August 12, 2014 by Rob Newell
As the third and final day of practice for the Forrest Wood Cup winds down and qualifiers set their final strategies, several common denominators are coming to light.
First, the weather has stabilized back into a typical summer pattern. After an unseasonably cool day one, the sun popped out on noon of day two, the lake slicked off and temperatures once again crept to near 90 degrees, with a healthy dose of humidity. The forecast for the tournament now calls for sunshine, no rain, slightly lower temperatures in the high 80s, a little northeast breeze and lower humidity.
The consensus now is that such conditions will go a long way in helping locals chase the herring bite. Pros such as Casey Ashley and Anthony Gagliardi, who know dozens of places where Lake Murray bass intercept herds of herring, should have the upper hand in knowing numbers of likely locations. And anglers who “don’t mind the grind” will excel.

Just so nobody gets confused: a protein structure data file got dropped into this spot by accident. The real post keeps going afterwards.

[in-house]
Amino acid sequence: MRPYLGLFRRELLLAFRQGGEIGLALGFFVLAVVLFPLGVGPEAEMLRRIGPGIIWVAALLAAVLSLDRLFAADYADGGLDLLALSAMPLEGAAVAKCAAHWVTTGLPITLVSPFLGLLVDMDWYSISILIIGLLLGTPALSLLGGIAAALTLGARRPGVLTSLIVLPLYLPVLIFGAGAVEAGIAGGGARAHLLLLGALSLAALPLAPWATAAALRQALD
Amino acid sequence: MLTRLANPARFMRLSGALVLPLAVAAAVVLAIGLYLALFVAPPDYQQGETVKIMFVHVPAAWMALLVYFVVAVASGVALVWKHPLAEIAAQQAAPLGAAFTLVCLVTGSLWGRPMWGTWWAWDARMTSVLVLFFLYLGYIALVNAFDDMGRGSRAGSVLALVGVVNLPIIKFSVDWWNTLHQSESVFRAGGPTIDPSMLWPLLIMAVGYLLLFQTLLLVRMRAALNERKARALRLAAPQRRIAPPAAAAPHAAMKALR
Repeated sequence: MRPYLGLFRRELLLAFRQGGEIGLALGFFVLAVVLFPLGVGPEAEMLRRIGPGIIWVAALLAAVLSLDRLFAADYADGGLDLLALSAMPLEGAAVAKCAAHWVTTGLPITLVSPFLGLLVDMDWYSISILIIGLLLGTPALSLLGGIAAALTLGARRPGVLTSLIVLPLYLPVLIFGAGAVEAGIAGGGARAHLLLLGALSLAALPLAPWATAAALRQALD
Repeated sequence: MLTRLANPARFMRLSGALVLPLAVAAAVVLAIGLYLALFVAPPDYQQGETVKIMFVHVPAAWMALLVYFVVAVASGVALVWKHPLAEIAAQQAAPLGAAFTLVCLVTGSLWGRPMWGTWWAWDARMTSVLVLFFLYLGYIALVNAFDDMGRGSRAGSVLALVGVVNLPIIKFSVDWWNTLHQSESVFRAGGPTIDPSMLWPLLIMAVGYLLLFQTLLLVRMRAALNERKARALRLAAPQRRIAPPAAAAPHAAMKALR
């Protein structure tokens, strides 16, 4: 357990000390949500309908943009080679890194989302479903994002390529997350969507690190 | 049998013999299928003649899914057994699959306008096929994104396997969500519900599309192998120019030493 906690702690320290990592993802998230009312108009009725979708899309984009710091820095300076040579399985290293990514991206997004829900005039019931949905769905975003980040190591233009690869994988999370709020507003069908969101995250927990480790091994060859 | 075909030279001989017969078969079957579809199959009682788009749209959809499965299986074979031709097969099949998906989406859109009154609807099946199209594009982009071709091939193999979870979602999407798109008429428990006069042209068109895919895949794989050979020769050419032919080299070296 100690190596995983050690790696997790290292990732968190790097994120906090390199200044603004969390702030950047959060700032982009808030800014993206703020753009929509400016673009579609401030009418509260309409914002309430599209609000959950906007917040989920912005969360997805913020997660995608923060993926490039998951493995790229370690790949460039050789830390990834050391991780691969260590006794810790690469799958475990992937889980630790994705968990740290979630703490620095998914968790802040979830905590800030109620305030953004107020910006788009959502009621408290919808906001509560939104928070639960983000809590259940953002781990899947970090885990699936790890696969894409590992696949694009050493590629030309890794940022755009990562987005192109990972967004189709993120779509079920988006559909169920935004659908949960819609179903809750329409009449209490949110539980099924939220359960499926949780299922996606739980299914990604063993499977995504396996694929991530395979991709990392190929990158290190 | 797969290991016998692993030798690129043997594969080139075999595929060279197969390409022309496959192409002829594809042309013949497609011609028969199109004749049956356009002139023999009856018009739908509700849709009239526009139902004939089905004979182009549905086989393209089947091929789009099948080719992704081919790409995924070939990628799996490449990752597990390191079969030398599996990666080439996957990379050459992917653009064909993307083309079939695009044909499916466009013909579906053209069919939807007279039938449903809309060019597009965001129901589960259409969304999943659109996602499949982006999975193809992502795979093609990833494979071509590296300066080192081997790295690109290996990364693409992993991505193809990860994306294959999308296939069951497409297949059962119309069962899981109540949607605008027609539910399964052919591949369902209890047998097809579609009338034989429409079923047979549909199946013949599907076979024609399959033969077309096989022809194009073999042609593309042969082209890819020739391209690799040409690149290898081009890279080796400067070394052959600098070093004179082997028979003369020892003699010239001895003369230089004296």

Other common predictions among pros are that winning the Forrest Wood Cup will require at least one big day in the 17-pound, maybe 18-pound, range backed up by a “decent” day in the 14- to 15-pound range with a couple of “solid” 12-pound days. All total, that puts the projected winning mark at 55 to 57 pounds. For those who want to shoot a more consistent line without as much variation, they would need at least 14 pounds per day without a 10-pound-day hiccup.
Another interesting theme among the predictions of a winning formula for the Cup is that most of the damage will be done in the morning, inside the first hour of each tournament day. Chances to upgrade during the afternoon hours will probably be rare.
Finally, it does seem that the quality of the main-lake herring-fed fish is supreme. Several pros have commented that 2 1/2-pound-framed fish are stuffed to 3 pounds and beyond. Some have even described the bass as being “prespawn-looking” due to their girth, which goes a long way in August.